The Department of Biochemistry has the distinction of being the first full fledged Department engaged in quality biochemical research and teaching in North India since the time when AIIMS had not come into existence and the Medical Colleges did not have separate Biochemistry Department.
The Department at the start was headed by Dr. Ranganatha Rao, a medical graduate who had training in biochemical research in USA. After some years he left VPCI and the position was taken over by Dr TAV Subramanian who had worked with renowned scientists like Dr CG King and Dr Jim Price at College of Physicians and Surgeons, Columbia University and University of Wisconsin Medical School, Dept. of Clinical Oncology. Dr TAV Subramanian was HOD Biochemistry and was largely responsible for shaping the Department into a reputed Centre by introducing MD, MSc and PhD in Medical Biochemistry. He was assisted by highly trained colleagues, Drs D Subramanyam, Bhattatiry, Sharada Subramanian, UK Misra, VN Singh, L Viswanthan, PS Murthy and many others who were either permanent or project scientists. Dr VN Singh left VPCI in 1972 and then Dr HG Raj joined. Later in July 1989, Dr SK Bansal joined the Department.
Prof TAV Subramanian had the distinction of being the first non-medical graduate to become the Dean of Faculty of Medical Sciences of University of Delhi. After the superannuation of Prof TAV Subramanian, Prof UK Misra took over as HOD Biochemistry and held the position till December 1990. Subsequently, Dr HG Raj became HOD in January 1991 and continued till March 2011. Since April 2011, the Department is headed by Prof SK Bansal.
Prof TAV Subramanian initiated research work in experimental tuberculosis, biochemistry of Mycobacterium tuberculosis, vitamin A, radiation biochemistry, nutritional biochemistry and biological aspects of aflatoxin. Prof UK Misra initiated work on various aspects of pesticide toxicity, effects of coal fly ash, vitamin A research, nutritional biochemistry, signal transduction etc in lungs and other tissues. Prof HG Raj continued the research work on aflatoxin and later switched over to research on protein modification by trans-acetylation, and drug development. He discovered the transacetylase activity of calreticulin. Prof SK Bansal started his career by conducting the research in asthma and COPD by exploring the mechanism of signal transduction and continued his work on related areas viz. cytokine biology, membrane lipid rafts, pharmacogenomics etc. and also on molecular genetics of adrenoleukodystrophy.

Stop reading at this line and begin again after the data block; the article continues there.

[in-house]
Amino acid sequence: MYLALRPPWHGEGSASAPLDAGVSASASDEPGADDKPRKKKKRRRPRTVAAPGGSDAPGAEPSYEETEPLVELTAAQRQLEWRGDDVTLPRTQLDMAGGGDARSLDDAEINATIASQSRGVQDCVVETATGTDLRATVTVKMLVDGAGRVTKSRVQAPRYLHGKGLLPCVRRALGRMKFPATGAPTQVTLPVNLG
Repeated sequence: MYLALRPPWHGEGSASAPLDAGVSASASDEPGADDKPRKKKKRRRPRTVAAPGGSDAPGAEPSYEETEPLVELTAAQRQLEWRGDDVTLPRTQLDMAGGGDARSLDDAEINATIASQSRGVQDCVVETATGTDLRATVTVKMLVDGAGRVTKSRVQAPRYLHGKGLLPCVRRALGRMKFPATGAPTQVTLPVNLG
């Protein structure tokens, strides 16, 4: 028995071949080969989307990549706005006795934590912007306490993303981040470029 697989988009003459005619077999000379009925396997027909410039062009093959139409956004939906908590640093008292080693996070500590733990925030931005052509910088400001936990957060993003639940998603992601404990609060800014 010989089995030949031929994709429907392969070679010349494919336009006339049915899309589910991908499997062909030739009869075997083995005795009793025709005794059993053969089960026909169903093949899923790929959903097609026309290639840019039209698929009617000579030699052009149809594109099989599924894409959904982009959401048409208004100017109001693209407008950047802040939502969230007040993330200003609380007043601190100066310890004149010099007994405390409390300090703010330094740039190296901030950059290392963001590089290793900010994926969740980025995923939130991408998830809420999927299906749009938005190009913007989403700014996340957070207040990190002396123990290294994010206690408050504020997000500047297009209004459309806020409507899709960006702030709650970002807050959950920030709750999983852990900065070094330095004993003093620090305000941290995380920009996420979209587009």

Since its inception, the main activities of the Department had been (i) routine and biochemical investigations on patients referred from Clinical Research Centre (till 1972), (ii) post-graduate teaching (D.T.C.D., D.R.M., M.D. (Chest diseases), M.D. (Biochemistry), M.Sc. (Medical Biochemistry) and (iii) research training of post-graduate students and scientists of other research institutions in various specialized biochemical techniques from all over India. The Department also had a unit through Ministry of health and Family Welfare for the analysis of mycotoxins in food materials, analysis of lipids from biological sources and the research techniques. The Department had collaborative research projects with various Departments of Delhi University.
The Department till date had produced over 200 Ph.D. and a large number of M.D. graduates. Many old students of the Department are doing excellent research and occupied high academic positions in India and abroad.
Major areas of research
Past research activities
1. Metabolic studies on mycobacteria
2. Functions and regulation of polyamines in mycobacteria
3. Molecular biology of tubercle bacilli
4. Studies on aflatoxin
5. Seasonal variation of metal in coal fly ash
6. Cytotoxicity of intratracheally administered coal fly ash.
7. Biochemical and pathological effects of fly ash on lung, liver and blood of rats
8. Nutrition and metabolism
9. Membrane dynamics, hormone secretion and protein nutrition
10. Hepatic plasma membrane chemistry and function in relation to protein nutrition
11. Transmembrane signalling, protein kinase C and protein nutrition
12. Role of endothelin in bronchial asthma. A study on membrane phospholipid turnover and protein kinase C
13. Effect of vitamin A deficiency on signal transduction
14. Transmembrane signalling in bronchial asthma
15. Signal transduction mechanism during expression and release of proinflammatory cytokines in bronchial asthma
Recent/Current research activities
1. Polyphenolic acetates and transacetylase activity in various organisms
2. Role of lipids of lipid rafts in bronchial asthma and COPD
3. Biochemical, physiological and histopathological changes at the onset of airway hyperreactivity in guinea pigs with respect to signaling mechanism.
4. Molecular genetics of adrenoleukodystrophy
5. Pharmacogenomics of bronchial asthma.